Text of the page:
That gave Morley an opportunity. He grabbed Fallon, ripped the gun out of his hands, and shattered it over his knee as easily as if it had been made out of balsa wood. Fluids sprayed, sparks flew, but just like that, he’d reduced Fallon’s ultimate weapon to junk and recycling.

It cost him his life.

The Daylighter who’d dragged Jesse up to the stage pulled out a silver stake and lunged forward to drive it into Morley’s chest.

Morley might have survived that, at least for a while, but the man quickly pulled it back out . . . which triggered the release of the liquid silver solution inside.

It flooded into Morley’s chest cavity, and he began to burn, screaming.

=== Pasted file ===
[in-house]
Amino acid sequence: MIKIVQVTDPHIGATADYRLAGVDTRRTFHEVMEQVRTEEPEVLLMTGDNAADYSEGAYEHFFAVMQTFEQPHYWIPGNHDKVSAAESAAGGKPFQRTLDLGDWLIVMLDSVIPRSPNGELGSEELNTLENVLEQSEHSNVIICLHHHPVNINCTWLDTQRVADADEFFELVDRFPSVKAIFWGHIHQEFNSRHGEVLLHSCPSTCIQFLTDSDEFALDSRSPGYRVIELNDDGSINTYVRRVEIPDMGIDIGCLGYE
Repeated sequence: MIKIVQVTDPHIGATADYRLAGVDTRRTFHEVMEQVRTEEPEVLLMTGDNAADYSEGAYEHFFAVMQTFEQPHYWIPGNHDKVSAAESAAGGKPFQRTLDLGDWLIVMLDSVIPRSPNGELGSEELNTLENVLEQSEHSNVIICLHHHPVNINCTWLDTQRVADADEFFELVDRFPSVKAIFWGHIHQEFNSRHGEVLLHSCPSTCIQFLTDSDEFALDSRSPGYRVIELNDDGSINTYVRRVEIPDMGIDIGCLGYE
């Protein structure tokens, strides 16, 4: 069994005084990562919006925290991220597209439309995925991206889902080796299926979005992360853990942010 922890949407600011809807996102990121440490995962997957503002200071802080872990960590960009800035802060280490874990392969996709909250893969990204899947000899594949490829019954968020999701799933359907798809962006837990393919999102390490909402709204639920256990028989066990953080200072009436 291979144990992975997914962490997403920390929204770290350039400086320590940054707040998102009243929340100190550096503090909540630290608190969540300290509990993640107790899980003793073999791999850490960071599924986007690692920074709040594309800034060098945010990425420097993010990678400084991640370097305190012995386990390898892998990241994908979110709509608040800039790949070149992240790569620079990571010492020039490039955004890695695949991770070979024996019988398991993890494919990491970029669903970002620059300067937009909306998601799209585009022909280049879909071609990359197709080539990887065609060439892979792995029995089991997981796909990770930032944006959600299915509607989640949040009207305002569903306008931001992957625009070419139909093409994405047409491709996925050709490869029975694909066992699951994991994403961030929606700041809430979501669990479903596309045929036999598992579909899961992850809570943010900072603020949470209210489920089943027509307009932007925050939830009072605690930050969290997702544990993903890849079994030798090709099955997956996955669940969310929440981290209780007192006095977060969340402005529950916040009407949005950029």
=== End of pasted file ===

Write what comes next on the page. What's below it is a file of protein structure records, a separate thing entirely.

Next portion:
Claire clapped hands over her mouth and looked away in hor- ror, knowing there was nothing they could do for him; it was fast, and it was deadly. It was also an awful way to die. She heard him fall, and smelled the bitter stench of ashes.

Amelie ignored Fallon, who was backing away now. She moved in a blur to the man who’d staked Morley, and she threw him off the stage— as far as the wall, into the bushes— and dropped down next to her fallen ally. She took his hand as he trembled, staring into her face as the silver bubbled and hissed in his chest cavity.

“I’m here,” she said. “Morley, I’m here. Thank you, my old friend. May God grant you rest.”

He couldn’t speak, but he held her gaze until he was gone, his chest eaten away to a smoking hole filled with ash.

Then Amelie rose, and looked at Fallon with those calm, ice gray eyes, and Claire knew he was finished, one way or the other.

He backed away from her, and it came to Claire that what he feared most in the world was being made into a vampire again.